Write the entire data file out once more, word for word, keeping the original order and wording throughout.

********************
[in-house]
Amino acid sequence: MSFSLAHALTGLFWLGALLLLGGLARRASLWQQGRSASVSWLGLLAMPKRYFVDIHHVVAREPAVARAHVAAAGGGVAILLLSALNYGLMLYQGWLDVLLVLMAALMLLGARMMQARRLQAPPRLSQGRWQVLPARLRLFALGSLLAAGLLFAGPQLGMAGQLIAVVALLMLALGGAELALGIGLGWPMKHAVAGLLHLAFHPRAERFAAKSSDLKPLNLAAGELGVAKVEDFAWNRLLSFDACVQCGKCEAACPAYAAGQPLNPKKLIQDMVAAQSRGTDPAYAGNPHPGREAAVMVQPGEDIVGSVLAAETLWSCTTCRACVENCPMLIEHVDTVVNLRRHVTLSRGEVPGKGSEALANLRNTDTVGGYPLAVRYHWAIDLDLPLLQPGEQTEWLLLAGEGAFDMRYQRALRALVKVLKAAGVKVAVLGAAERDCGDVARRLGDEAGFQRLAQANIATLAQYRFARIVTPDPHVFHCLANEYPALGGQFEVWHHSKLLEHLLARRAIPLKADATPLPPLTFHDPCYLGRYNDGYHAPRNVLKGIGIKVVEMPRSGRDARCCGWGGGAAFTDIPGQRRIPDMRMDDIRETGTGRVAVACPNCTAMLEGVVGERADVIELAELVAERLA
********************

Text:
[in-house]
Amino acid sequence: MSFSLAHALTGLFWLGALLLLGGLARRASLWQQGRSASVSWLGLLAMPKRYFVDIHHVVAREPAVARAHVAAAGGGVAILLLSALNYGLMLYQGWLDVLLVLMAALMLLGARMMQARRLQAPPRLSQGRWQVLPARLRLFALGSLLAAGLLFAGPQLGMAGQLIAVVALLMLALGGAELALGIGLGWPMKHAVAGLLHLAFHPRAERFAAKSSDLKPLNLAAGELGVAKVEDFAWNRLLSFDACVQCGKCEAACPAYAAGQPLNPKKLIQDMVAAQSRGTDPAYAGNPHPGREAAVMVQPGEDIVGSVLAAETLWSCTTCRACVENCPMLIEHVDTVVNLRRHVTLSRGEVPGKGSEALANLRNTDTVGGYPLAVRYHWAIDLDLPLLQPGEQTEWLLLAGEGAFDMRYQRALRALVKVLKAAGVKVAVLGAAERDCGDVARRLGDEAGFQRLAQANIATLAQYRFARIVTPDPHVFHCLANEYPALGGQFEVWHHSKLLEHLLARRAIPLKADATPLPPLTFHDPCYLGRYNDGYHAPRNVLKGIGIKVVEMPRSGRDARCCGWGGGAAFTDIPGQRRIPDMRMDDIRETGTGRVAVACPNCTAMLEGVVGERADVIELAELVAERLA